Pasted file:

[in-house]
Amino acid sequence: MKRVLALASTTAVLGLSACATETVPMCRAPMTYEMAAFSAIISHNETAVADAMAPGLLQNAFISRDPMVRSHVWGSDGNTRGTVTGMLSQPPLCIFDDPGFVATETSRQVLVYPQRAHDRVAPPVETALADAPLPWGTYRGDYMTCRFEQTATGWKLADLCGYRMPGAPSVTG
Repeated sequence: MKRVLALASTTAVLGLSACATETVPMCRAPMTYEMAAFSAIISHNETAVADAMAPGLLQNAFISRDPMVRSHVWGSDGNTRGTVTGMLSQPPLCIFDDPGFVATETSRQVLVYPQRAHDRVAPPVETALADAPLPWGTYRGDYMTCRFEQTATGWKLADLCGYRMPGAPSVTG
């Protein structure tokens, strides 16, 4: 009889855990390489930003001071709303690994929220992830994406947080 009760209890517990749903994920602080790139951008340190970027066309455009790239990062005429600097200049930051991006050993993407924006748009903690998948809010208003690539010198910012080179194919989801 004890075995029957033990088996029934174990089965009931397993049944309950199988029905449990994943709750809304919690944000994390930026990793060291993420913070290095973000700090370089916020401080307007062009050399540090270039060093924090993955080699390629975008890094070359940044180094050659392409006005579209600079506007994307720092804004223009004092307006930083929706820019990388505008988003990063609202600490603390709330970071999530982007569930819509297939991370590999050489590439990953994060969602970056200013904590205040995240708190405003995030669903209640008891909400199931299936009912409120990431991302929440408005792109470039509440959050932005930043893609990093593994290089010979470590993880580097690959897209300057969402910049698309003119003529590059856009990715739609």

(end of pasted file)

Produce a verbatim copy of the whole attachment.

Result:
[in-house]
Amino acid sequence: MKRVLALASTTAVLGLSACATETVPMCRAPMTYEMAAFSAIISHNETAVADAMAPGLLQNAFISRDPMVRSHVWGSDGNTRGTVTGMLSQPPLCIFDDPGFVATETSRQVLVYPQRAHDRVAPPVETALADAPLPWGTYRGDYMTCRFEQTATGWKLADLCGYRMPGAPSVTG
Repeated sequence: MKRVLALASTTAVLGLSACATETVPMCRAPMTYEMAAFSAIISHNETAVADAMAPGLLQNAFISRDPMVRSHVWGSDGNTRGTVTGMLSQPPLCIFDDPGFVATETSRQVLVYPQRAHDRVAPPVETALADAPLPWGTYRGDYMTCRFEQTATGWKLADLCGYRMPGAPSVTG
């Protein structure tokens, strides 16, 4: 009889855990390489930003001071709303690994929220992830994406947080 009760209890517990749903994920602080790139951008340190970027066309455009790239990062005429600097200049930051991006050993993407924006748009903690998948809010208003690539010198910012080179194919989801 004890075995029957033990088996029934174990089965009931397993049944309950199988029905449990994943709750809304919690944000994390930026990793060291993420913070290095973000700090370089916020401080307007062009050399540090270039060093924090993955080699390629975008890094070359940044180094050659392409006005579209600079506007994307720092804004223009004092307006930083929706820019990388505008988003990063609202600490603390709330970071999530982007569930819509297939991370590999050489590439990953994060969602970056200013904590205040995240708190405003995030669903209640008891909400199931299936009912409120990431991302929440408005792109470039509440959050932005930043893609990093593994290089010979470590993880580097690959897209300057969402910049698309003119003529590059856009990715739609």